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Foreign affairs

Author: Clive Leviev-Sawyer Date: Fri, Jan 27 2012 1859 Views
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With the first wave of Bulgaria’s new ambassadors-designate named, and with most coming from within the ranks of Foreign Ministry career diplomats, it is clear that the changes at headquarters at home will be as significant as they are at embassies abroad.
Both of Foreign Minister Nikolai Mladenov’s deputies have been proposed as ambassadors – Konstantin Dimitrov in London and Dimitar Tsanchev at European Union headquarters – as has the ministry’s Permanent Secretary, Radi Naidenov, set to become Bulgaria’s ambassador in Berlin.

More than 90 per cent of the ambassadors nominated by the Cabinet on January 25 are career diplomats.

Ten are headed for other EU member states, six for countries in South East Europe and two at the United Nations while one has been nominated for the embassy in South Africa which is to play a pivotal role among the countries at the south of the continent.

The nominations, of which more are expected in the next three weeks, represent the wholesale campaign to remake the Foreign Ministry, including ridding its top echelons of former communist-era State Security collaborators while Mladenov also repeatedly has underlined his intention to fast-track young talent.

By definition, the appointment of so many senior officials will clear away some career bottlenecks at the ministry. Further, a number of old-order Foreign Ministry employees are due for retirement in the coming year.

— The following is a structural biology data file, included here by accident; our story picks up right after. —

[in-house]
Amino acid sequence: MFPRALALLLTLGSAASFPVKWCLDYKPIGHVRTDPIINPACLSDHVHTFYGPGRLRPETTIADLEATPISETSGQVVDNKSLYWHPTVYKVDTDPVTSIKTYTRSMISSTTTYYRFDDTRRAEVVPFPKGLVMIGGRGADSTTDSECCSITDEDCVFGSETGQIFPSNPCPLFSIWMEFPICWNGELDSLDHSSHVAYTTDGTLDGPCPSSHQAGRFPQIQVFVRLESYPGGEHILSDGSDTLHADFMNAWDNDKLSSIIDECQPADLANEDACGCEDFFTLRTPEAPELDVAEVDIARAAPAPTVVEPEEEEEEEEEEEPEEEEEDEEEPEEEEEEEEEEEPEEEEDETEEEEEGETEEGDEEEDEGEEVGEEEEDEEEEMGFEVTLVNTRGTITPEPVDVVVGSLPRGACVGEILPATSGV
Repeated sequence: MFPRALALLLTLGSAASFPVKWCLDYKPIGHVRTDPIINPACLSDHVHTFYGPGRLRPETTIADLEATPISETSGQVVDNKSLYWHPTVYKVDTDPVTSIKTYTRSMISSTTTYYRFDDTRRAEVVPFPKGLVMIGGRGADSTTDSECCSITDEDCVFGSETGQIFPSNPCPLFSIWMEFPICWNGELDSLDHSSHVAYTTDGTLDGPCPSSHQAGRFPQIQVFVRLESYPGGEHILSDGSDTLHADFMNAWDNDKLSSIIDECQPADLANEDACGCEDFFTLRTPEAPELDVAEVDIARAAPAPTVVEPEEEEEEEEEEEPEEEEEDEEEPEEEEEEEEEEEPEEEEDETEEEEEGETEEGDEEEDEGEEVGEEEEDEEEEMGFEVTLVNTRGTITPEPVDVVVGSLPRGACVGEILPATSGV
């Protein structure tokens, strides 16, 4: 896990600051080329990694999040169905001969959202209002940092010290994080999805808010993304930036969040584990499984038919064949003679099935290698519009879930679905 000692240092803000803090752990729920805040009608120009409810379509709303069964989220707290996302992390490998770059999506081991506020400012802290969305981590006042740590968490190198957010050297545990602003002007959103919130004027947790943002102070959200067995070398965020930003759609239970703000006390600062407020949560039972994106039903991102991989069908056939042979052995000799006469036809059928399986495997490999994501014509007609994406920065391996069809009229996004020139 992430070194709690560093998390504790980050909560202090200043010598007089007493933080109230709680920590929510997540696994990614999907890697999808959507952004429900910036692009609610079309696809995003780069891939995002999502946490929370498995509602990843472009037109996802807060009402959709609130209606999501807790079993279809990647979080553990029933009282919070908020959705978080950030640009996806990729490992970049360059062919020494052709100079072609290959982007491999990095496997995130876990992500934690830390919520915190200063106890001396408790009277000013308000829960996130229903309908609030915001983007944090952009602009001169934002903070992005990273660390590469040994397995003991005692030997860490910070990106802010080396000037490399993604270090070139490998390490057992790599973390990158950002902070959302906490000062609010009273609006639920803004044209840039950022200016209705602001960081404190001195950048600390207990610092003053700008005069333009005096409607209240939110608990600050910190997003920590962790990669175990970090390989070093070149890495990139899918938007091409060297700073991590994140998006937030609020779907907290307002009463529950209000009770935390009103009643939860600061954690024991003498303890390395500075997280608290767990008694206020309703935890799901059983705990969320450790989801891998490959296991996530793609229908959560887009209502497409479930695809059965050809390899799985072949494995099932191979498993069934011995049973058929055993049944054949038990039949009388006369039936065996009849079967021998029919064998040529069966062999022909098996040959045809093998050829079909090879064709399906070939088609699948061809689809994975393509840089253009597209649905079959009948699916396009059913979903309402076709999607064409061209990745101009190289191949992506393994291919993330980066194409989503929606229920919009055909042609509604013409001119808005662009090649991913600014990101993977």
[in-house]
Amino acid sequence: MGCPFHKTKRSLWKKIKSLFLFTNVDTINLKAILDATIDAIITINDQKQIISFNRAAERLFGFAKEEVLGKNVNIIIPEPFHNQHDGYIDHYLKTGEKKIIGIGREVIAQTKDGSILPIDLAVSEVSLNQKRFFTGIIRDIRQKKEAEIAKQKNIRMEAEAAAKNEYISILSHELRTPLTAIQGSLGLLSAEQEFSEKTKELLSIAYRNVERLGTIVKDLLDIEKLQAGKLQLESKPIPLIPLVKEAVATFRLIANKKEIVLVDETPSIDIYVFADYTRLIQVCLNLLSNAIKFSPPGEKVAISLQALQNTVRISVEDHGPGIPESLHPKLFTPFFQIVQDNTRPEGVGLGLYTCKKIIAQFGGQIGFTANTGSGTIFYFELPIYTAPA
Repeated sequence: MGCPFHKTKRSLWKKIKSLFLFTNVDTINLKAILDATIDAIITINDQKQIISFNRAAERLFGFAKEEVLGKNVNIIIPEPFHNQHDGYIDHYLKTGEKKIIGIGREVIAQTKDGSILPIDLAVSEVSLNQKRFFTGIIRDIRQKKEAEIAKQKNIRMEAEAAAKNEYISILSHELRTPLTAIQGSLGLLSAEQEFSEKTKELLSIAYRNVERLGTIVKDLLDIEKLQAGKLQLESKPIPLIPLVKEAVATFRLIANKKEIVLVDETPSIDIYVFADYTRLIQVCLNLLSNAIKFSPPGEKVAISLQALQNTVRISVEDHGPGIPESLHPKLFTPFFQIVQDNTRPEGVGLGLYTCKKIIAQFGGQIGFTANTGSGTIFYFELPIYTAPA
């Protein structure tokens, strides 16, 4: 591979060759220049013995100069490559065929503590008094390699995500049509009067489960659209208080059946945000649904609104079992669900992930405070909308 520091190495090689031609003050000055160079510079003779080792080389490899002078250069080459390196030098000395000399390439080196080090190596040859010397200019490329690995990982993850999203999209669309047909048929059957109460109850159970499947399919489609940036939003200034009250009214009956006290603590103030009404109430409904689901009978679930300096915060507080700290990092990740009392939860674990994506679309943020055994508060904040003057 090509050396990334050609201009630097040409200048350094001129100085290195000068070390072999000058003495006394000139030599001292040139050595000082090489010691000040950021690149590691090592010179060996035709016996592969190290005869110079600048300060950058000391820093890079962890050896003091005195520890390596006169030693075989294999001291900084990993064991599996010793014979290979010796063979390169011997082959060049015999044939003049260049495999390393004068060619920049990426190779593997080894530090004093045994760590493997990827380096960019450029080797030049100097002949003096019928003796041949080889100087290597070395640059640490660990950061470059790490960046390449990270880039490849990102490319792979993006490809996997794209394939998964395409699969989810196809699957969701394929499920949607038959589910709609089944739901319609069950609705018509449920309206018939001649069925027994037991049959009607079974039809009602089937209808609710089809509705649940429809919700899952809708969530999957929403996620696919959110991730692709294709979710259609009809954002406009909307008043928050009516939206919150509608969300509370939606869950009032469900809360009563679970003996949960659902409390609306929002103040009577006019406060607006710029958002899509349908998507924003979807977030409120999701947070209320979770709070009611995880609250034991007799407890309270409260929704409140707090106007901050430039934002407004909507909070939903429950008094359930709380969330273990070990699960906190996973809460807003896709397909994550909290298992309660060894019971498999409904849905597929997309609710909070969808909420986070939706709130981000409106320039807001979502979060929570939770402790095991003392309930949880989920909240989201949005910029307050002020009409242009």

Once approved by President Rossen Plevneliev and consented to by their host countries, the appointments of the new ambassadors also will bring clarity in a number of foreign capitals where for several months, Bulgaria’s embassies have been presided over by charges d’affaires pending a resolution to the struggle over what the local media has called the "diplomat-agents".
Reports said that there had been wide consultations about the nominations. Among the political appointments, one notably does not come from ruling party circles – General Nikola Kolev, former armed forces chief of staff and long a close associate of former president Purvanov.

The career diplomats include some seasoned envoys, an example being Stefan Tavrov, headed to the UN and who in his earlier career has served in more than one post as an ambassador.
(A full of the 24 nominations has been posted here.)

"The names proposed are those of people who have proven track records and professionalism. Through them, I want to show how the Diplomatic Service should look. This is the beginning of a process that the Government has the will to follow through to the end, to achieve one of its main priorities - quality diplomacy that works for Bulgarian business and citizens," Mladenov said after the Cabinet approved the nominations.

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